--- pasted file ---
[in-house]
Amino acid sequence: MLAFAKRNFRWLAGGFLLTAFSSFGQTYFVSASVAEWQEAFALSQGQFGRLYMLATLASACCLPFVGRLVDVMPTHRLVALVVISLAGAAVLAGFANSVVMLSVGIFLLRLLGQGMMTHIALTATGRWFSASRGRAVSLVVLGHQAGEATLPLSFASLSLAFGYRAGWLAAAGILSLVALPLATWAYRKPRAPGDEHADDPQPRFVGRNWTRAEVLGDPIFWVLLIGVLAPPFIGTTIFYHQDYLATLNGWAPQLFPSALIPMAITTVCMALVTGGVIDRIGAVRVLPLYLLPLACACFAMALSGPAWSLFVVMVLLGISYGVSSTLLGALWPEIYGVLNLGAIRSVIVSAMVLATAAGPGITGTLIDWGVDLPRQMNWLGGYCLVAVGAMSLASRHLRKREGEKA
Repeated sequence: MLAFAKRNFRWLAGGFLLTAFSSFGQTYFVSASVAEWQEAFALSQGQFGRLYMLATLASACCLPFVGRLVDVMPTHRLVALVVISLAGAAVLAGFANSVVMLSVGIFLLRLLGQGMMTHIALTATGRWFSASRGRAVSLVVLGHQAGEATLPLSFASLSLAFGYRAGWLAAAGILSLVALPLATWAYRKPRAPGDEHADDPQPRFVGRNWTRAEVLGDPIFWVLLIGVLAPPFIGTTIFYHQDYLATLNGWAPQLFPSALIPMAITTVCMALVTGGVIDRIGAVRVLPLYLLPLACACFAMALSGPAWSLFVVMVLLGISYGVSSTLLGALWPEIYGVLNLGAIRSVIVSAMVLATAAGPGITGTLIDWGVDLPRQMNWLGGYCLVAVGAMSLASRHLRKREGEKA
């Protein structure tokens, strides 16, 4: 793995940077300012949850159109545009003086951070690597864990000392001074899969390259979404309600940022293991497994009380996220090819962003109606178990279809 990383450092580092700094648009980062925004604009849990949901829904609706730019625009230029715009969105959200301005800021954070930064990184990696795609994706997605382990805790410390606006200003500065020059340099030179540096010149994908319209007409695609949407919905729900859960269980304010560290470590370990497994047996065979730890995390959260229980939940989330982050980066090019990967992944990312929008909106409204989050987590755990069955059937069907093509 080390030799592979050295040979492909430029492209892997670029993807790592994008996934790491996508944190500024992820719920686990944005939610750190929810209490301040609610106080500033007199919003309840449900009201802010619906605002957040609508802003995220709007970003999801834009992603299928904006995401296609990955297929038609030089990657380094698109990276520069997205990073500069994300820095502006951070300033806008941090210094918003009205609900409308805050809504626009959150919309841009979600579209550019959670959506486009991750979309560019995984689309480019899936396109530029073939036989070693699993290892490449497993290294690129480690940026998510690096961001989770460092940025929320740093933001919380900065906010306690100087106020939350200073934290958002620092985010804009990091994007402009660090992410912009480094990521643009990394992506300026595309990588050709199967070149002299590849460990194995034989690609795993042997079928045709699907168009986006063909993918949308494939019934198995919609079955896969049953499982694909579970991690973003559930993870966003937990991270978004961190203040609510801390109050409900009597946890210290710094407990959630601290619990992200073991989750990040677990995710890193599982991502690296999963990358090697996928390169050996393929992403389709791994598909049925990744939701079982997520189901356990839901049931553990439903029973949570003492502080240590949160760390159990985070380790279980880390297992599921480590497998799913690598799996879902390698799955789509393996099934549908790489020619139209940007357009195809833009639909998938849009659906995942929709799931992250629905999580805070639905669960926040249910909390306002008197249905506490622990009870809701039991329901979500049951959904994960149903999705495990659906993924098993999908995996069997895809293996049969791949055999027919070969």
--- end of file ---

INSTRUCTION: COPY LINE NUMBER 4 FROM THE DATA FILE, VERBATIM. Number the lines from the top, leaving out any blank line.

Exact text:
């Protein structure tokens, strides 16, 4: 793995940077300012949850159109545009003086951070690597864990000392001074899969390259979404309600940022293991497994009380996220090819962003109606178990279809 990383450092580092700094648009980062925004604009849990949901829904609706730019625009230029715009969105959200301005800021954070930064990184990696795609994706997605382990805790410390606006200003500065020059340099030179540096010149994908319209007409695609949407919905729900859960269980304010560290470590370990497994047996065979730890995390959260229980939940989330982050980066090019990967992944990312929008909106409204989050987590755990069955059937069907093509 080390030799592979050295040979492909430029492209892997670029993807790592994008996934790491996508944190500024992820719920686990944005939610750190929810209490301040609610106080500033007199919003309840449900009201802010619906605002957040609508802003995220709007970003999801834009992603299928904006995401296609990955297929038609030089990657380094698109990276520069997205990073500069994300820095502006951070300033806008941090210094918003009205609900409308805050809504626009959150919309841009979600579209550019959670959506486009991750979309560019995984689309480019899936396109530029073939036989070693699993290892490449497993290294690129480690940026998510690096961001989770460092940025929320740093933001919380900065906010306690100087106020939350200073934290958002620092985010804009990091994007402009660090992410912009480094990521643009990394992506300026595309990588050709199967070149002299590849460990194995034989690609795993042997079928045709699907168009986006063909993918949308494939019934198995919609079955896969049953499982694909579970991690973003559930993870966003937990991270978004961190203040609510801390109050409900009597946890210290710094407990959630601290619990992200073991989750990040677990995710890193599982991502690296999963990358090697996928390169050996393929992403389709791994598909049925990744939701079982997520189901356990839901049931553990439903029973949570003492502080240590949160760390159990985070380790279980880390297992599921480590497998799913690598799996879902390698799955789509393996099934549908790489020619139209940007357009195809833009639909998938849009659906995942929709799931992250629905999580805070639905669960926040249910909390306002008197249905506490622990009870809701039991329901979500049951959904994960149903999705495990659906993924098993999908995996069997895809293996049969791949055999027919070969």